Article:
view-countries-simple.phtml

Biertan: Saxon fortified church - A view from our expert author


Saxon church at Biertan, Transylvania, Romania by Lucy Mallows
© Lucy Mallows

A UNESCO World Heritage Site, this 14th-century Gothic basilica is one of the largest fortified churches in the region.

Biertan has one of the biggest fortress churches and once housed the Lutheran Bishop of Transylvania. It is a UNESCO World Heritage Site. The church was first mentioned in 1402 as a Gothic basilica, but it was completely demolished and the hall-shaped church with a chief nave and two side aisles that we see today was built 1500–25. The late Gothic and Renaissance stone masonry is well preserved with doorways, the pulpit and brackets.

The wooden furniture, including the folding triptych, dates back to the beginning of the 16th century. Europa Nostra carried out restoration work (1978–91) and found parts of earlier paintings and inscriptions.

The fortress has three concentric exterior walls, which can be explored and in the Mausoleum Tower are carved gravestones of priests and bishops. The building’s territory is large, taking up almost 1ha and the church is protected by two circular fortified walls with a third one on the west-southwest side. The complex has seven towers. On the northeastern side is the Clock Tower, with firing windows and a wooden footbridge.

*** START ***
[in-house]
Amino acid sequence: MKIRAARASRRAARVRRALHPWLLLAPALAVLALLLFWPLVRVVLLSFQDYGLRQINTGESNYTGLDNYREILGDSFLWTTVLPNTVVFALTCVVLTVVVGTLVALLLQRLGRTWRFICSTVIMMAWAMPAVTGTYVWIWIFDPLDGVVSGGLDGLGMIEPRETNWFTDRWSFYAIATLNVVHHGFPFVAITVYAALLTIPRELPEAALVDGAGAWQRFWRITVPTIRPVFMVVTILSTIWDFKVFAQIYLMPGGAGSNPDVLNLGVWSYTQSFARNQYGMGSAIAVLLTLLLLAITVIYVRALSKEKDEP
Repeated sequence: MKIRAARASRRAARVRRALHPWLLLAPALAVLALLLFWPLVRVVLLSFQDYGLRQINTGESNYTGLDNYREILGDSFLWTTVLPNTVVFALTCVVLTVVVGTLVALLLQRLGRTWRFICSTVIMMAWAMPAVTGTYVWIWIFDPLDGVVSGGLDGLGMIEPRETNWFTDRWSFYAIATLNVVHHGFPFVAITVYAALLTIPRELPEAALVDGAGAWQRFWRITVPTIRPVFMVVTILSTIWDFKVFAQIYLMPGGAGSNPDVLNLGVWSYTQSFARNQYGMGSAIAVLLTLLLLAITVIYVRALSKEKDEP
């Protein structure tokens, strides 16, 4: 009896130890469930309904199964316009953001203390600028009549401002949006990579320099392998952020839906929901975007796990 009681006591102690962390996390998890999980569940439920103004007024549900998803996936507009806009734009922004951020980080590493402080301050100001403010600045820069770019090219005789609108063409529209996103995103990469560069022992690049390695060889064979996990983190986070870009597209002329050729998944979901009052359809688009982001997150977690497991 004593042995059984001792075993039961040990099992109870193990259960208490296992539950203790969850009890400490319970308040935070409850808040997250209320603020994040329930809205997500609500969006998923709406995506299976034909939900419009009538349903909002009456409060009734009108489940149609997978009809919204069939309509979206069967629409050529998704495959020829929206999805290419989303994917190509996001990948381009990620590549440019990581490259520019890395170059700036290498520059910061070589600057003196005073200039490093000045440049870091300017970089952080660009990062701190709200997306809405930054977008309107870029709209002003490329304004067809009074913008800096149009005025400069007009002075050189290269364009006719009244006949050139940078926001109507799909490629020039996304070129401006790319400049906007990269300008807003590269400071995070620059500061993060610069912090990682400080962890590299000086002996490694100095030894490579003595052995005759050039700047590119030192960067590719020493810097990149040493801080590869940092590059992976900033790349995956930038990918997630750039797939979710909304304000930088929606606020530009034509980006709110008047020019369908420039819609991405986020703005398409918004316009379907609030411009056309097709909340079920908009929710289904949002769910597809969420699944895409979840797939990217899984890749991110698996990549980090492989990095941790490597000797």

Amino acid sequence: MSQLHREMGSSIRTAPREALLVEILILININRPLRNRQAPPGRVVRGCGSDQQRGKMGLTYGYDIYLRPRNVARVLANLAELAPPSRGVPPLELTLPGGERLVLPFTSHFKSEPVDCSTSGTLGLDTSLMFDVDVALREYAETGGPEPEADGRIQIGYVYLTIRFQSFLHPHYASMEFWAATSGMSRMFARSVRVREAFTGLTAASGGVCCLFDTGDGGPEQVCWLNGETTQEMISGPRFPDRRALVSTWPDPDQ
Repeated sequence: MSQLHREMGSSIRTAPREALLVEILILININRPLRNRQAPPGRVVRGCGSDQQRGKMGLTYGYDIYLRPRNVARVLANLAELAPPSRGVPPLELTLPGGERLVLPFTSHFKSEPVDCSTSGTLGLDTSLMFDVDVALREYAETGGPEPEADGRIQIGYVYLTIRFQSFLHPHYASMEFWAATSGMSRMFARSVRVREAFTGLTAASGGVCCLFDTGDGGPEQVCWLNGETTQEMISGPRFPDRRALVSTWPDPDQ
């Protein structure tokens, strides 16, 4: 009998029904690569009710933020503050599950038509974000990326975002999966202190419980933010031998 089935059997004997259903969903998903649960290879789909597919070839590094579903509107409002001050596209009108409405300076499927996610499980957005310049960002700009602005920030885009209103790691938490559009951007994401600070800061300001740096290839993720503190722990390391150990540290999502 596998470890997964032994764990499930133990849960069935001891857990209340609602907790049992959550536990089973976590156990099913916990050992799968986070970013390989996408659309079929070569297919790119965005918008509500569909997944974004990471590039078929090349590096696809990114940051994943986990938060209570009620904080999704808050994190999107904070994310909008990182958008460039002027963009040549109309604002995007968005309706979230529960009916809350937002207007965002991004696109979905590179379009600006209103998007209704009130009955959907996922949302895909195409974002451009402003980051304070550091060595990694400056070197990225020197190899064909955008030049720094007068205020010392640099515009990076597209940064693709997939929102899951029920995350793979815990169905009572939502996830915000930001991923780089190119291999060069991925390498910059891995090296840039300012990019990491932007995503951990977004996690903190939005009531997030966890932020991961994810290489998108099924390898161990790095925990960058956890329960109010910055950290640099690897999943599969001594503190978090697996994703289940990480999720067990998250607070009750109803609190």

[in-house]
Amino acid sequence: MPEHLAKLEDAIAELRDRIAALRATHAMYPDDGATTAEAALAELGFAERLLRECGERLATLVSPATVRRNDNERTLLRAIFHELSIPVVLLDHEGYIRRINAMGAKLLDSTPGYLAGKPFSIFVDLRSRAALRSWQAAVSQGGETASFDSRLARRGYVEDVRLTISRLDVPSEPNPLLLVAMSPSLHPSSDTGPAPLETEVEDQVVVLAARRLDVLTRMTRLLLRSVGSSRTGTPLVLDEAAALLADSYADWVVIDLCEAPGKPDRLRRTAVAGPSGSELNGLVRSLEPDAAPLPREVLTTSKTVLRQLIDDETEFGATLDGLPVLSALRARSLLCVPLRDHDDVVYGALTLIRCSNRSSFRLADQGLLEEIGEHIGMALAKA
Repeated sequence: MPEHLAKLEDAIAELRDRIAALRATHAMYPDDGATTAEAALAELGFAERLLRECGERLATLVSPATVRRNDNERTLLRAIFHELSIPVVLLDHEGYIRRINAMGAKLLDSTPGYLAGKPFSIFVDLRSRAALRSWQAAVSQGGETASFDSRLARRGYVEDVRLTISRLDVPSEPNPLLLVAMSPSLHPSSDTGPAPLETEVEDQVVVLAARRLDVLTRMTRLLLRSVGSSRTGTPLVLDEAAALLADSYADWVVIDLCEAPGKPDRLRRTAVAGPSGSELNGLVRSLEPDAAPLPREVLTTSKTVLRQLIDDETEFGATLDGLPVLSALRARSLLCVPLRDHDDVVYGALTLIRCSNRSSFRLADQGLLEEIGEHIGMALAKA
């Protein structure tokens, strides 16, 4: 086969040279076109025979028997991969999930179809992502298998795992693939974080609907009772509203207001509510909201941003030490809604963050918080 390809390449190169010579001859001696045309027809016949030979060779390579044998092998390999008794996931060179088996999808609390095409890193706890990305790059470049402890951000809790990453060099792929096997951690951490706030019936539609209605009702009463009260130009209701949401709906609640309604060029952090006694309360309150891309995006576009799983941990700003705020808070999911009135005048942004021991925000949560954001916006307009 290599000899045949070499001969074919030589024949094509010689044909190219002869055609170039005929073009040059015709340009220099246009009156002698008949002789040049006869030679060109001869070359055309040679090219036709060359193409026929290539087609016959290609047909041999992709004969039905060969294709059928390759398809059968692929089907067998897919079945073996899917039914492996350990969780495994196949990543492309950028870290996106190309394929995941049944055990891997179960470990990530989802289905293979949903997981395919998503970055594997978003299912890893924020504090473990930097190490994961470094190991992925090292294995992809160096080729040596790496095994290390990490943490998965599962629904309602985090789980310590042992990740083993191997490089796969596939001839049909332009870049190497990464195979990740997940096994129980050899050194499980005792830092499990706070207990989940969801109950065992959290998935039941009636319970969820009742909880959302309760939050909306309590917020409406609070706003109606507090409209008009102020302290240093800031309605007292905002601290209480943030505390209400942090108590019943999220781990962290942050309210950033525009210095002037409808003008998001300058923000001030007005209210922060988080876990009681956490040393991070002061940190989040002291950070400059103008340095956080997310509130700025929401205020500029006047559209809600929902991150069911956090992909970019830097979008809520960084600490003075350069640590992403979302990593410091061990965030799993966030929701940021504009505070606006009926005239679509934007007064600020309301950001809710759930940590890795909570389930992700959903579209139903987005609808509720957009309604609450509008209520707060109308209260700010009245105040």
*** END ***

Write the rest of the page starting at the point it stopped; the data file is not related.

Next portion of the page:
The clock is still working and every day the crank is turned. On the southern side is the Catholic Tower where there is a chapel for the Transylvanian Saxons who didn’t convert to Protestantism. On the southern side are two gate towers, with one known usually as the Bacon Tower because food was stored here during sieges. The Prison Tower was used to punish husbands who wanted a divorce.

Legends say that feuding couples were held in this tower with one single bed, one table, one chair, one plate and one glass. The man and wife were held for a period of time here and the legend claims that because of this reconciliation tactic, there was only one divorce in 300 years. Personally, this method would drive me to something nasty and violent!

Back to the top

Transylvania articles

View all

12 of Europe’s most impressive castles

From complex histories to spectacular architecture, castles have so much to offer. 

Read more...

Going underground – the world’s coolest caves

This isn't one for claustraphobes: our favourite caves from around the world. 

Read more...

The world’s greatest drives

Steep mountain switchbacks and classic coastal routes – these really are the best roads in the world. 

Read more...

Related guides and other books

View all